[TIPS] credit where credit is due - and following NECC from afar

Earlier I had posted a link to a video in the Apple Learning Interchange Conference Connection. The problem was that I didn’t credit the person who first told ME. Why not? When I read about it in my aggregator it was no longer marked as unread and I forgot where I had found it. But, thanks to another blog post that DID credit it, I can tell you that it was here:

I read this blog every time something new appears, and I wanted to make sure I gave the proper credit.

For those of you who aren’t fortunate enough to be going to NECC this year, try putting the tag NECC2007 in and in flickr and subscribing. You can read along as the bloggers write about the sessions they’re in. I’m anxious to watch the sites flood the screen.

Here’s my Netvibes public page:

I’ll be adding to it, but this is the start. I hope my additions appear automatically.

[TIPS] Promoting 21st Century skills

This is recorded podcast (sorta) of Ken Kay, president of Partnership for 21st Century Skills, as he gives a talk at this past year’s FETC. The topic is 21st Century Skills – something we’ve heard talked about many times. But, give this one a listen. It’s almost an hour long (so let it run in the background while you do your work) but I think you’ll like what he has to say. Yes, he drops the name of Thomas Friedman and the World is Flat but he has some other very good anecdotes and some good suggestions at the end of his presentation.

At one point he talks about visiting a 5th grade remedial writing class. The teacher gives the kids the assignment to write a story about a rescue. Real, personal, or imagined. It didn’t matter, as long as it was about a rescue. The boy he was sitting beside said that he was going to write a story that would scare people and off he went to try to write it. Ken went to the teacher to comment on it and the teacher said, “You missed the point. Once he made that statement (I’m going to write a story that will scare people.), it became HIS assignment. Self-directed learning. The lesson also included a paper that the kids received at the end of the class that had them reflect on the lesson. “Did you accomplish your task? If not, why not?”, etc. They had a rubric that helped the teacher recognize self-directed learning.

A very informative speech. I do hope you’ll listen to it. It’s an enhanced podcast with his slides showing, too, so you’ll find yourself flipping back to that page to se his slides, I’m sure.

[TIPS] classroomgoogleearth » home

Thanks to Chris C for sharing one from a wiki by (I Think) Steve Dembo. (See this post) He points to a few pretty neat wikis, including the one above. Imagine a wiki where your students post the kmz (saved Google Earth searches) files of the places that they’re studying in school. I like it!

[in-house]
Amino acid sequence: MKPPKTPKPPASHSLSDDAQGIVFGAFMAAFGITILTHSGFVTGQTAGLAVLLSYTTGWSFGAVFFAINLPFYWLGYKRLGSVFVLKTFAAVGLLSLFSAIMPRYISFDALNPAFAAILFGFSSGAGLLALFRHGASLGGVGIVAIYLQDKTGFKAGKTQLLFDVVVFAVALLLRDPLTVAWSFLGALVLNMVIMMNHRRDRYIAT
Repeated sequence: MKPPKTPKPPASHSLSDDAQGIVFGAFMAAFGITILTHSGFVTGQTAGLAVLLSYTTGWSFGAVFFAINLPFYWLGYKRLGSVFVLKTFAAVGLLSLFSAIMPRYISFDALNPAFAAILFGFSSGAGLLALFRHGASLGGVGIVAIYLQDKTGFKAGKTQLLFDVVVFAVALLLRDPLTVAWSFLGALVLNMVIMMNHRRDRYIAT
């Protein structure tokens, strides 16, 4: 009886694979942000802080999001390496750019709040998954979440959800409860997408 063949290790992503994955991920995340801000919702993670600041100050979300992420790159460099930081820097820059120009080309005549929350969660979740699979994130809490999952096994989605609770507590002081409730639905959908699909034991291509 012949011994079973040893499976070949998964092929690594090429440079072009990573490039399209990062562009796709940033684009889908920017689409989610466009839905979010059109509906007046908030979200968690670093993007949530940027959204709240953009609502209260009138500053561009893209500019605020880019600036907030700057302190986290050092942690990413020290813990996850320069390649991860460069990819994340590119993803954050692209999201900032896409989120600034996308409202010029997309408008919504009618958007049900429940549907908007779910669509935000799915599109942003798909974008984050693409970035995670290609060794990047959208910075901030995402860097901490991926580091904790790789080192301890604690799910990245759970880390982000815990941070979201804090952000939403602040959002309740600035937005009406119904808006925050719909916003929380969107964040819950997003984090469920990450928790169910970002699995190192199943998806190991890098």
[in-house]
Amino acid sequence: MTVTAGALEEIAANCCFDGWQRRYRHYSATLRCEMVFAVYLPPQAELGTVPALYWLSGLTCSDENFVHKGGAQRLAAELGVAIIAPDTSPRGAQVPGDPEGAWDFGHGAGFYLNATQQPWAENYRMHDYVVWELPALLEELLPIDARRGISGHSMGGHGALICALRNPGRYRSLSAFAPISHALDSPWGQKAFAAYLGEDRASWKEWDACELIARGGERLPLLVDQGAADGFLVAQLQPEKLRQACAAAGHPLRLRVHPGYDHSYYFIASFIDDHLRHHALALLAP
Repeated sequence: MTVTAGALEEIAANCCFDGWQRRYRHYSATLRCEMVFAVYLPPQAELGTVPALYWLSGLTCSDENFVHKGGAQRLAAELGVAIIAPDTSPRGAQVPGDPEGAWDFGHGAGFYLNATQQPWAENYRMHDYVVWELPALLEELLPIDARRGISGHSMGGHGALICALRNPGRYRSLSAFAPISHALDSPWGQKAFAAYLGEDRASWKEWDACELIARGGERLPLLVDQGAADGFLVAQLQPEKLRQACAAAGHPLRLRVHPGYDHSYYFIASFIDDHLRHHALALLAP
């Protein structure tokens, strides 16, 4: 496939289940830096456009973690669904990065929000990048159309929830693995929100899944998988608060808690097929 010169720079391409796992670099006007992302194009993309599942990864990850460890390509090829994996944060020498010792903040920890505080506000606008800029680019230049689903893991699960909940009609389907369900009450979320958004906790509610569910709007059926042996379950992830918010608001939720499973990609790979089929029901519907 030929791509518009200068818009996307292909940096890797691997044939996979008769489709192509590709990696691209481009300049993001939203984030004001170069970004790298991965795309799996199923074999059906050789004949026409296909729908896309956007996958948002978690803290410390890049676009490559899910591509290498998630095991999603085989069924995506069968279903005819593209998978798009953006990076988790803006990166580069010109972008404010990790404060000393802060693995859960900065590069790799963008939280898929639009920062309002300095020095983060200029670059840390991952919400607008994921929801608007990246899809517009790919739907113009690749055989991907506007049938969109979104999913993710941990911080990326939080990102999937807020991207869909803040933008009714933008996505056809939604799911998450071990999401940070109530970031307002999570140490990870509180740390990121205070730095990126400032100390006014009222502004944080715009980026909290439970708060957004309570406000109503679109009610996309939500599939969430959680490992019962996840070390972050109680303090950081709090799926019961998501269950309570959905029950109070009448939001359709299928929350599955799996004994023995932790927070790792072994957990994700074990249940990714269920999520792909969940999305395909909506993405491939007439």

More here:

[TIPS] Rocketboom - watch this episode

Watch this episode. You will come away with a sense of wonder at the creative power of those folks who are being interviewed. And notice how, during the acceptance speeches, that they all seem have the fever.. the drive… the excitement… the radical way of thinking about this connected world. You’re looking at a group of the most creative people in the world. Not scientists, perhaps, but artists and creative thinkers who are excited about what they do.

I found it very exciting and exhilarating to watch.

Wednesday, June 20, 2007

[TIPS] Webby Awards

This is a HUGE list of the BEST websites on the web, as chosen by “
members of the International Academy of Digital Arts and Sciences based on a number of creative and functional criteria.”

You will get lost in here. There are some sites that are funny, others that are beautiful, others thought-provoking, and … well… ranging from Activism to Youth. Bookmark it but don’t say I didn’t warn you. It’s going to suck a couple of hours right out of your day. And you’ll enjoy every minute.

[TIPS] TERRA: The Nature of Our World *Video Podcast*

In scanning the Rocketboom episodes that I’ve been missing of late I came upon this site, winner of a Webby Award in the category of.. Student??? But, check it out. Wonderful photography of life on this planet.

Here’s what it says about itself:

“LIFEONTERRA is a collaborative filmspace and laboratory exploring the questions and ideas on the cutting-edge of science and at the farthest horizons of the natural world. The "TERRA: The Nature of Our World" video podcast launched in October 2005. TERRA films have been downloaded over one million times.”

[TIPS] webcams to monitor for cheating

Tuesday, June 19, 2007

[TIPS] Another couple sites from the 1 to 1 workshops

I'm here in a workshop with Eva La Mar (from Oregon?!) as she shows a few sites that offer good free resources. She just showed a couple cool tools for higher level thinking. The first site was the Intel site for education. I had commented on that site a while back but there are tools that I hadn't seen before.

The first one she showed was one designed to help the kids learn about ranking. This one is terrific. Create a list of items, and then let your students drag them and drop them to put them in order. But, then they must comment on why they put them in that order. What kind of lists? Well, how about a list of voting issues, or causes for the civil war, or a list of disastrous weather conditions. I'm sure you can come up with a LOT more than that. But, once the list is ranked you can get in to compare lists, and more. Very cool.